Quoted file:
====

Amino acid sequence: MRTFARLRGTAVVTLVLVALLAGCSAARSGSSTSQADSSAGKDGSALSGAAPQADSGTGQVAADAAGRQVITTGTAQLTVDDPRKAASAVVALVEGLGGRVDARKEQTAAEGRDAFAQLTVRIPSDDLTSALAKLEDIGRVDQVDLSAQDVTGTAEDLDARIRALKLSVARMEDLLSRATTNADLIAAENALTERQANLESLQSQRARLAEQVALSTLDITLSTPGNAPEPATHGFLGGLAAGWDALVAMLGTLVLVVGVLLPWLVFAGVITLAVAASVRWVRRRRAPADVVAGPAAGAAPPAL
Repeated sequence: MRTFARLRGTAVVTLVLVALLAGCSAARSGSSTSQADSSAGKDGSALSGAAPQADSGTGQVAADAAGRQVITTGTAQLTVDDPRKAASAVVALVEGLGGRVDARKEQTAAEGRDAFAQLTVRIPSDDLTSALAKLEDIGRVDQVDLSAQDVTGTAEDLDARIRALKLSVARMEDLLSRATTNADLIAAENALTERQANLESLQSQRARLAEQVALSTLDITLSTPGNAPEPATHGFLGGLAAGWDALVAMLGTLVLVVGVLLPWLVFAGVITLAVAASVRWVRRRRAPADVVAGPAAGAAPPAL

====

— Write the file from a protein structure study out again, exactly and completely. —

Amino acid sequence: MRTFARLRGTAVVTLVLVALLAGCSAARSGSSTSQADSSAGKDGSALSGAAPQADSGTGQVAADAAGRQVITTGTAQLTVDDPRKAASAVVALVEGLGGRVDARKEQTAAEGRDAFAQLTVRIPSDDLTSALAKLEDIGRVDQVDLSAQDVTGTAEDLDARIRALKLSVARMEDLLSRATTNADLIAAENALTERQANLESLQSQRARLAEQVALSTLDITLSTPGNAPEPATHGFLGGLAAGWDALVAMLGTLVLVVGVLLPWLVFAGVITLAVAASVRWVRRRRAPADVVAGPAAGAAPPAL
Repeated sequence: MRTFARLRGTAVVTLVLVALLAGCSAARSGSSTSQADSSAGKDGSALSGAAPQADSGTGQVAADAAGRQVITTGTAQLTVDDPRKAASAVVALVEGLGGRVDARKEQTAAEGRDAFAQLTVRIPSDDLTSALAKLEDIGRVDQVDLSAQDVTGTAEDLDARIRALKLSVARMEDLLSRATTNADLIAAENALTERQANLESLQSQRARLAEQVALSTLDITLSTPGNAPEPATHGFLGGLAAGWDALVAMLGTLVLVVGVLLPWLVFAGVITLAVAASVRWVRRRRAPADVVAGPAAGAAPPAL